-- It seems in poor form to complain about the offense after a loss that was preceded by oodles of goals, but I am still a little concerned.  Not freaking out but concerned.  Stats suggest that offense has not been a big problem for these guys the last few years, but I think timely offense has been a problem.  The Sabres are still lacking that player who can take over a game when needed the way Danny Briere often did when he was here.  I don't know if it's a question of talent or a question of will, and I don't know if those players are born or made, but it's something that might need to be addressed yet.

-- But a big woo-hoo for the penalty killing units.  I knew they were playing well, but I had no idea they'd leapt to third in the league (as of this writing).  That's awesome.  I was having this debate with someone the other day, but if you have to have a very strong offensive team or a very strong defensive team, I'd go with the defensive side.  (Ideally, you'd be awesome at both things, but we'll lower the expectations a bit for now.)  I think defense and goal-tending are much more likely to make a difference, particularly in the postseason when all the regular seasons rules and penalties seem to get tossed out the window.

-- I was always a bit of a Dmitri Kalinin apologist - hey, someone had to be.  I thought he was far better than most fans gave him credit for being.  His biggest weakness however, and probably the reason he's not in the NHL anymore, was his inability to deal with a mistake.  One mistake and he'd come completely unraveled and it would take him 5, 6, 10 games to pull himself back together.  He just didn't have that even keel, that mental toughness.  One of my biggest concerns about Tyler Myers playing in Buffalo this season was how well he would deal with the mistakes that a 19-year-old rookie defenseman was sure to make, but so far he's equipped himself very well in that area.  In the last handful of games he's had a couple of mistakes end up in the Sabres net, but you wouldn't know it from the way he played the rest of those games.  Cool as a cucumber so far, definitely a plus for a blue-liner.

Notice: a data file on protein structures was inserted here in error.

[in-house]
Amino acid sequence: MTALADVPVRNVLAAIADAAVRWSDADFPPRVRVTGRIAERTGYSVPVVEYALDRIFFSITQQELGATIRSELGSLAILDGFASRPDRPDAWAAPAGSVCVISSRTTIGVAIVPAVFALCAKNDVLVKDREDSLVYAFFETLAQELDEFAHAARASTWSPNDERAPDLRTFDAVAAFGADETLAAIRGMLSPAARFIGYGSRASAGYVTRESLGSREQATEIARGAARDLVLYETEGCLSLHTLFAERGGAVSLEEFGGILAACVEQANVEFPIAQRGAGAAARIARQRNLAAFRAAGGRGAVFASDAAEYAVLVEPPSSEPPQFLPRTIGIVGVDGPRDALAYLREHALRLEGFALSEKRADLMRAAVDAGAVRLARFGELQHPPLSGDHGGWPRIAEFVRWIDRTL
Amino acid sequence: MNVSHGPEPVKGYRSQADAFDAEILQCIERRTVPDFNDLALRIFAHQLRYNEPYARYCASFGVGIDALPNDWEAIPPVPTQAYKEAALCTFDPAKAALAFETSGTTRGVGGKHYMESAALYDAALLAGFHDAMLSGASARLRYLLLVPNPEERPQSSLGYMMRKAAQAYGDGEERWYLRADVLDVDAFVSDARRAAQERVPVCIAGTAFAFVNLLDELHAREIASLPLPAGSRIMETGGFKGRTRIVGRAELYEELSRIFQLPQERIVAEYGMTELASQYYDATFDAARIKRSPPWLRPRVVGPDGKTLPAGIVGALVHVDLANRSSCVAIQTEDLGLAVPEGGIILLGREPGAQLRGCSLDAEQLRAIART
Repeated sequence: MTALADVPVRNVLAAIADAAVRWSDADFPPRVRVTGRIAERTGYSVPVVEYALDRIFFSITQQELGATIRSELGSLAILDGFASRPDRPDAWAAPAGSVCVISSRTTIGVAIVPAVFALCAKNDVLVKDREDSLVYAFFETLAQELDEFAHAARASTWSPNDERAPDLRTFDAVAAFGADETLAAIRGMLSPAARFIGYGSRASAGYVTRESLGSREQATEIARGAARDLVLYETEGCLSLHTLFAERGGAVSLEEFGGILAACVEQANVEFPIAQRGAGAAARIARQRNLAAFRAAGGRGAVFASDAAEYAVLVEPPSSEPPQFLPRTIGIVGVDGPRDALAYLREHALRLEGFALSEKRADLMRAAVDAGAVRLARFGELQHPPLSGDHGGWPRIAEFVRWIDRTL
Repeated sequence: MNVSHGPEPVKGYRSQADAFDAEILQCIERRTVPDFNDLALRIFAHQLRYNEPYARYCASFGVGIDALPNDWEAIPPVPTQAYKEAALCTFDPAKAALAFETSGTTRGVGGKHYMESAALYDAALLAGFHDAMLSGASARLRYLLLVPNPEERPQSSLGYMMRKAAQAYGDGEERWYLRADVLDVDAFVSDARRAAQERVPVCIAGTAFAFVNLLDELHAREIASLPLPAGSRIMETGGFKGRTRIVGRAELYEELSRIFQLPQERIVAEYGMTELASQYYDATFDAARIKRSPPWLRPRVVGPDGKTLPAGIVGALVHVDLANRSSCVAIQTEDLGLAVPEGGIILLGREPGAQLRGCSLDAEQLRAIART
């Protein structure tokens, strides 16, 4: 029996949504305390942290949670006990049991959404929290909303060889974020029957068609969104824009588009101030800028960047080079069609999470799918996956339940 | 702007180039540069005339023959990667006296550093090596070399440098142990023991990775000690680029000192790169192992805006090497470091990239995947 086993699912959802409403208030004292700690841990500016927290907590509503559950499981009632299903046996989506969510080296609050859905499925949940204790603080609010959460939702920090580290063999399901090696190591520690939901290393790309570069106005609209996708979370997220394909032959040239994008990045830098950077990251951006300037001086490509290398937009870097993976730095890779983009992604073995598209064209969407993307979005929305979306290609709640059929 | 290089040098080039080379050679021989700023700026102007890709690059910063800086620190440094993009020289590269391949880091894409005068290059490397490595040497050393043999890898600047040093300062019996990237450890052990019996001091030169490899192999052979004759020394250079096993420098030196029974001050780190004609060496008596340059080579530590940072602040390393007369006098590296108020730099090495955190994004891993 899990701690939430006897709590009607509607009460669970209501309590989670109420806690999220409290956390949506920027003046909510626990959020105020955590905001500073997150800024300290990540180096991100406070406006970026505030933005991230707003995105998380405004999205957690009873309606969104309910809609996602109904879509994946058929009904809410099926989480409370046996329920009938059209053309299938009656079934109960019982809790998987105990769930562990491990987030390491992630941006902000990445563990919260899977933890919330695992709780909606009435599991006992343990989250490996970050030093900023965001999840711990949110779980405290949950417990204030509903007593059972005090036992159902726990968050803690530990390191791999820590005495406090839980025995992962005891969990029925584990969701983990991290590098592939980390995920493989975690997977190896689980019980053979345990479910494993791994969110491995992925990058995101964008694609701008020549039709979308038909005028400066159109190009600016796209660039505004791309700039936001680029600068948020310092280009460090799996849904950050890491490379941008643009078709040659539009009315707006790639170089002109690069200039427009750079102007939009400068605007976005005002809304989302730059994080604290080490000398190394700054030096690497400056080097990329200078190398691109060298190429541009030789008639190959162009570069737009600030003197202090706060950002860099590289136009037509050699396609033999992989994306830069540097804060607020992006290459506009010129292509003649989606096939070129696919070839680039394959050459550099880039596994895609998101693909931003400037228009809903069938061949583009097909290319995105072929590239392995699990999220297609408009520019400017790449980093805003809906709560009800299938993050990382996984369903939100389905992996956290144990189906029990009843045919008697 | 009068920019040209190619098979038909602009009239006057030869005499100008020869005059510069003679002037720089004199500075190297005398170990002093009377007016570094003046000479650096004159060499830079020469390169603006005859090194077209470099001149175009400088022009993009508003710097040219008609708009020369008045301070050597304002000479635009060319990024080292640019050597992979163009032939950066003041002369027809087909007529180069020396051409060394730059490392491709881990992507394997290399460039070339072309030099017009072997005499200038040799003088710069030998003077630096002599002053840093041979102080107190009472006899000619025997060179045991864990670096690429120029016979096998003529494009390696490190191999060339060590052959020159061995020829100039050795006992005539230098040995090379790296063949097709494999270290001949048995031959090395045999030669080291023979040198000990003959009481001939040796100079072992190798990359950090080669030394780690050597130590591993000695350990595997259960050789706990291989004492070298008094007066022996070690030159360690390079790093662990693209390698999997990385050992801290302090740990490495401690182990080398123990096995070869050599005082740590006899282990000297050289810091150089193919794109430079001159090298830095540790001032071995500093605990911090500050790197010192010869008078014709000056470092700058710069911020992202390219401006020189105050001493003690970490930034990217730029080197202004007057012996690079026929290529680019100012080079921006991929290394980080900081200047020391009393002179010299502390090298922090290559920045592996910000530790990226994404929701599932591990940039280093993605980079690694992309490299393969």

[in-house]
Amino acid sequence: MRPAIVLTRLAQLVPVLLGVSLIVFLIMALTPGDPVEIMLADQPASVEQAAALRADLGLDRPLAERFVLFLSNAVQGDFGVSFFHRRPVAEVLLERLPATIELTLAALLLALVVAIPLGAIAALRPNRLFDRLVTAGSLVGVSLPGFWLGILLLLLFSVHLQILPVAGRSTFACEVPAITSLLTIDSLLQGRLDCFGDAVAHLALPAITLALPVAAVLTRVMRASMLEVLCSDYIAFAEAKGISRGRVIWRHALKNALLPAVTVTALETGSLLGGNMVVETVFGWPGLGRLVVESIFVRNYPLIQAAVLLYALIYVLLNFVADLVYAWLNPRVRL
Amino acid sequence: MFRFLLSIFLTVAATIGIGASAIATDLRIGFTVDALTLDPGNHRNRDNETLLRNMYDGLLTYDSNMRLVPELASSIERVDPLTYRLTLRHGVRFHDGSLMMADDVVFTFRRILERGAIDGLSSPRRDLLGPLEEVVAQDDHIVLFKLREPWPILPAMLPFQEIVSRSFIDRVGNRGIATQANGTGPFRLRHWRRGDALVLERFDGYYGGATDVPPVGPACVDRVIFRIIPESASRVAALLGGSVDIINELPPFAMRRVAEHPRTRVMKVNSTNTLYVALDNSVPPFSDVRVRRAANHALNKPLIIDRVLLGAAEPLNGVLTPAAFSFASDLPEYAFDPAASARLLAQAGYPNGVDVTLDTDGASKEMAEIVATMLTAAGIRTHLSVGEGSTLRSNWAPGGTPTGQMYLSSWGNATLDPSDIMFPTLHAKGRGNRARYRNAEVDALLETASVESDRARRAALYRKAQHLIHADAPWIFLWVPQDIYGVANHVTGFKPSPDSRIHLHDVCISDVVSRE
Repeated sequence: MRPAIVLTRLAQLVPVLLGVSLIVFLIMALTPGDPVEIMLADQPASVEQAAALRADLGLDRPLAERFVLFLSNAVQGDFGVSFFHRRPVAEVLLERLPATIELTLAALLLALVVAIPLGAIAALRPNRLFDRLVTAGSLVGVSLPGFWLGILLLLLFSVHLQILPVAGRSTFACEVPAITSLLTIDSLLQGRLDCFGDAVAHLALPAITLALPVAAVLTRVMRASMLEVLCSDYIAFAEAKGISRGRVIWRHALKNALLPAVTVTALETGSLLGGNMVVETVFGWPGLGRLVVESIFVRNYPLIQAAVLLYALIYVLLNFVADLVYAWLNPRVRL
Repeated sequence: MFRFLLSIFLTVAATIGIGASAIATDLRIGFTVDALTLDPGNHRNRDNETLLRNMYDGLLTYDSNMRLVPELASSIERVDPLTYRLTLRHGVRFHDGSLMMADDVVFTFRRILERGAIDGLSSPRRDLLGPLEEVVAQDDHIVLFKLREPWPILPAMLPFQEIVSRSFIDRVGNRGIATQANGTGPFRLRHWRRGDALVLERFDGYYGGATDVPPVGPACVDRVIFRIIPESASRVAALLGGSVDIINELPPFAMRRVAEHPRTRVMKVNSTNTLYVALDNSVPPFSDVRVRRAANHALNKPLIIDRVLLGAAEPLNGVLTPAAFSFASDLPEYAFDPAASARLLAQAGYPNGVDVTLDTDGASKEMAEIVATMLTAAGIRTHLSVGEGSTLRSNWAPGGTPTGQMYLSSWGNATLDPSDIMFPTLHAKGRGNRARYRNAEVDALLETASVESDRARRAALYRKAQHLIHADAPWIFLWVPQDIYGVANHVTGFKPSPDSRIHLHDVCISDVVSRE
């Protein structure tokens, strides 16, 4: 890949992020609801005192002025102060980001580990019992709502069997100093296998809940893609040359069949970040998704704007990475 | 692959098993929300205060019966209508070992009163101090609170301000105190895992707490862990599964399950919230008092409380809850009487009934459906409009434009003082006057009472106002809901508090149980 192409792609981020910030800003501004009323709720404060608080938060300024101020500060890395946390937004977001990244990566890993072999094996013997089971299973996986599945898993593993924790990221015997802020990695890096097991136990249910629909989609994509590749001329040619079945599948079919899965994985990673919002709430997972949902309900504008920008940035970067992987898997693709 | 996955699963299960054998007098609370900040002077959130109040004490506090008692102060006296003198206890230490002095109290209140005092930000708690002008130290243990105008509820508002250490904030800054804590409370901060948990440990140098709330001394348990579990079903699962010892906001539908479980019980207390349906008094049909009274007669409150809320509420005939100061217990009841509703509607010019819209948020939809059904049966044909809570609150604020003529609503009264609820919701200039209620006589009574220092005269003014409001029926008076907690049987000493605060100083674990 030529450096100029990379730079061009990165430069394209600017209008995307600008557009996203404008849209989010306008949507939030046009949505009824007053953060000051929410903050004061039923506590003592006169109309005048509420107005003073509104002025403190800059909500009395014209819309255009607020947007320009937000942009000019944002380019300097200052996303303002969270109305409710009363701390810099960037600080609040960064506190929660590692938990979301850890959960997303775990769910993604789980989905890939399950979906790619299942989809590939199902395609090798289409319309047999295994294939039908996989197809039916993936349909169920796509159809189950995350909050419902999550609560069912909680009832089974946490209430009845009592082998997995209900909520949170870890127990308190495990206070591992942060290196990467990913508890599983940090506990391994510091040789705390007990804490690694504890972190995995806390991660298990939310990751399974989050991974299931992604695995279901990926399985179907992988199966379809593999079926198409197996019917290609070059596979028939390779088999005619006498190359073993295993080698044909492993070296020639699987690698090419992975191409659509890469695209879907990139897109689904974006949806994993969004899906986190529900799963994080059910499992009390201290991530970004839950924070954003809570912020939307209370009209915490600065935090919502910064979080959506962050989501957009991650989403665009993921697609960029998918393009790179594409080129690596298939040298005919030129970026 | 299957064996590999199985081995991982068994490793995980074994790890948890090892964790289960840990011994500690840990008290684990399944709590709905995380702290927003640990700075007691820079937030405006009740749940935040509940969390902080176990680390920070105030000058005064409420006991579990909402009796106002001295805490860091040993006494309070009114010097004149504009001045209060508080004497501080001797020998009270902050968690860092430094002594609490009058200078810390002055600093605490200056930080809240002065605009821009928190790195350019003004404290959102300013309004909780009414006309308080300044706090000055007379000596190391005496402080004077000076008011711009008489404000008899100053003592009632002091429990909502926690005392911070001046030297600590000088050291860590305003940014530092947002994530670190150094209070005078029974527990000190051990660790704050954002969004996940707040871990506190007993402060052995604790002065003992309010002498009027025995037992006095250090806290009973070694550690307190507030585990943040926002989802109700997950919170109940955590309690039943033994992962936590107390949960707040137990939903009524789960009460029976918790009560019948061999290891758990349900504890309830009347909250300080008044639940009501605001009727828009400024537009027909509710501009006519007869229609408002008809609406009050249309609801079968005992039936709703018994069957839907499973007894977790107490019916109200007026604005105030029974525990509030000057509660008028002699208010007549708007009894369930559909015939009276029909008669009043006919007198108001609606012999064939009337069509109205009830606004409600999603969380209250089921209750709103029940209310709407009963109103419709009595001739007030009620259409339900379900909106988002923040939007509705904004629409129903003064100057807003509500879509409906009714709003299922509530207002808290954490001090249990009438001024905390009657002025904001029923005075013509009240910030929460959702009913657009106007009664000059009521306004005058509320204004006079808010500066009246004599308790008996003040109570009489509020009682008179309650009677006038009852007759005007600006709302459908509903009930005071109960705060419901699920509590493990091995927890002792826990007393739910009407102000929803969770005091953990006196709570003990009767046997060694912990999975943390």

-- Of course, he gets the benefit of playing with Henrik Tallinder who has been really good this season.  Just saying.  In case you hadn't noticed.

Friday, December 4, 2009

The Magical Powers of Blogging

Yesterday I made my displeasure with Jason Pominville public.  Commenters added Derek Roy and Thomas Vanek to the hit list.  Last night the three of them combined for two goals and five assists, some of them pretty lovely.  I think they're scared of us, you guys.

More commentary later.

Thursday, December 3, 2009

Ranking the Sabres

The Five Sabres I Love the Most Right Now

1. Henrik Tallinder
2. Mike Grier
3. Ryan Miller
4. Paul Gaustad
5. Tyler Myers

The Five Sabres I Love the Least Right Now

1. Jason Pominville
2. Jason Pominville
3. Jason Pominville
4. Jason Pominville
5. Jason Pominville

Tuesday, December 1, 2009

Happy Hank = Happy Heather B.

During the game tonight, I was noticing how quick Henrik Tallinder was to join in the rush and shoot the puck and I tweeted, "I think Hank might score *two* goals this season."  One down, one to go!  And there was even a goalie in the net!

Click to see how happy Hank is. (Photo by Graig Abel/NHLI via Getty Images)

More later.